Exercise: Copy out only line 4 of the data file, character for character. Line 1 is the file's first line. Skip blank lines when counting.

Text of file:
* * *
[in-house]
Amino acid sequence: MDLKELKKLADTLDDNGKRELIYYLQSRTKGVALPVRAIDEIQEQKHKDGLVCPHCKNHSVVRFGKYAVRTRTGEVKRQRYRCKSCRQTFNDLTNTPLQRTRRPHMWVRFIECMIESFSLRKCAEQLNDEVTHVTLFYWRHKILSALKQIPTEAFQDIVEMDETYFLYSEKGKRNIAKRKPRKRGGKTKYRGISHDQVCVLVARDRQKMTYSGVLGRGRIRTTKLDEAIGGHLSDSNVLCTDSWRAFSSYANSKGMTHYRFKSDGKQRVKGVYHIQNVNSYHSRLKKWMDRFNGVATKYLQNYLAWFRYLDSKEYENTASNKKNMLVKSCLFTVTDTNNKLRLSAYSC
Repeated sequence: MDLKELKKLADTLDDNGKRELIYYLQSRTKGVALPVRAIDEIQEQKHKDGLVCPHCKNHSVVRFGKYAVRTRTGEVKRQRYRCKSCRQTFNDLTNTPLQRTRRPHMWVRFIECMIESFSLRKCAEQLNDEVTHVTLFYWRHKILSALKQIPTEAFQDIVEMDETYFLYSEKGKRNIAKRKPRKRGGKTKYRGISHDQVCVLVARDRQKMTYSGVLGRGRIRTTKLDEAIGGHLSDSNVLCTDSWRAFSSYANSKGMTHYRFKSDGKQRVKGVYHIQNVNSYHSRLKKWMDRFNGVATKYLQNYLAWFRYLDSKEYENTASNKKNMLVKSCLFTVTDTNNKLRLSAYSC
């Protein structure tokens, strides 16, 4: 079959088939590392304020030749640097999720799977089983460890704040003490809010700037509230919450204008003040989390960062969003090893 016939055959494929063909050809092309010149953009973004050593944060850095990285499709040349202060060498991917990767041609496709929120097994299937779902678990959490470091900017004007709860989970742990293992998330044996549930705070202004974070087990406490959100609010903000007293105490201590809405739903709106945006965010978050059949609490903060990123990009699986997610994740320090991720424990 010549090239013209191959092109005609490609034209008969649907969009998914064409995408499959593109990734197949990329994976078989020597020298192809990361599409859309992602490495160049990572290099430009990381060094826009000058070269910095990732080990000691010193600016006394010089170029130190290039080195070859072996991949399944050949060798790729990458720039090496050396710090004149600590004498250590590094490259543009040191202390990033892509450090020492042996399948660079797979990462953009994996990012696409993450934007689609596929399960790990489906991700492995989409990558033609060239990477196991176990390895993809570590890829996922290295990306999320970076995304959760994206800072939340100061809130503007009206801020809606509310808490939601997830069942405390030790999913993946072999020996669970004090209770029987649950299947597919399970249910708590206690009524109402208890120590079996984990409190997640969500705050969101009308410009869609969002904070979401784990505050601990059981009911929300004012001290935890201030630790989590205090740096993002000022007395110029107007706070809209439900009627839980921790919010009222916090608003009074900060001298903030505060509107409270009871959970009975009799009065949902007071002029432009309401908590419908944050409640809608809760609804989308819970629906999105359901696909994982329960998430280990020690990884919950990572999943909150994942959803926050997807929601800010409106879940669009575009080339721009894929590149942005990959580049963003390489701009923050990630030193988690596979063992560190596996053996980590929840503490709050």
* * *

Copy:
């Protein structure tokens, strides 16, 4: 079959088939590392304020030749640097999720799977089983460890704040003490809010700037509230919450204008003040989390960062969003090893 016939055959494929063909050809092309010149953009973004050593944060850095990285499709040349202060060498991917990767041609496709929120097994299937779902678990959490470091900017004007709860989970742990293992998330044996549930705070202004974070087990406490959100609010903000007293105490201590809405739903709106945006965010978050059949609490903060990123990009699986997610994740320090991720424990 010549090239013209191959092109005609490609034209008969649907969009998914064409995408499959593109990734197949990329994976078989020597020298192809990361599409859309992602490495160049990572290099430009990381060094826009000058070269910095990732080990000691010193600016006394010089170029130190290039080195070859072996991949399944050949060798790729990458720039090496050396710090004149600590004498250590590094490259543009040191202390990033892509450090020492042996399948660079797979990462953009994996990012696409993450934007689609596929399960790990489906991700492995989409990558033609060239990477196991176990390895993809570590890829996922290295990306999320970076995304959760994206800072939340100061809130503007009206801020809606509310808490939601997830069942405390030790999913993946072999020996669970004090209770029987649950299947597919399970249910708590206690009524109402208890120590079996984990409190997640969500705050969101009308410009869609969002904070979401784990505050601990059981009911929300004012001290935890201030630790989590205090740096993002000022007395110029107007706070809209439900009627839980921790919010009222916090608003009074900060001298903030505060509107409270009871959970009975009799009065949902007071002029432009309401908590419908944050409640809608809760609804989308819970629906999105359901696909994982329960998430280990020690990884919950990572999943909150994942959803926050997807929601800010409106879940669009575009080339721009894929590149942005990959580049963003390489701009923050990630030193988690596979063992560190596996053996980590929840503490709050």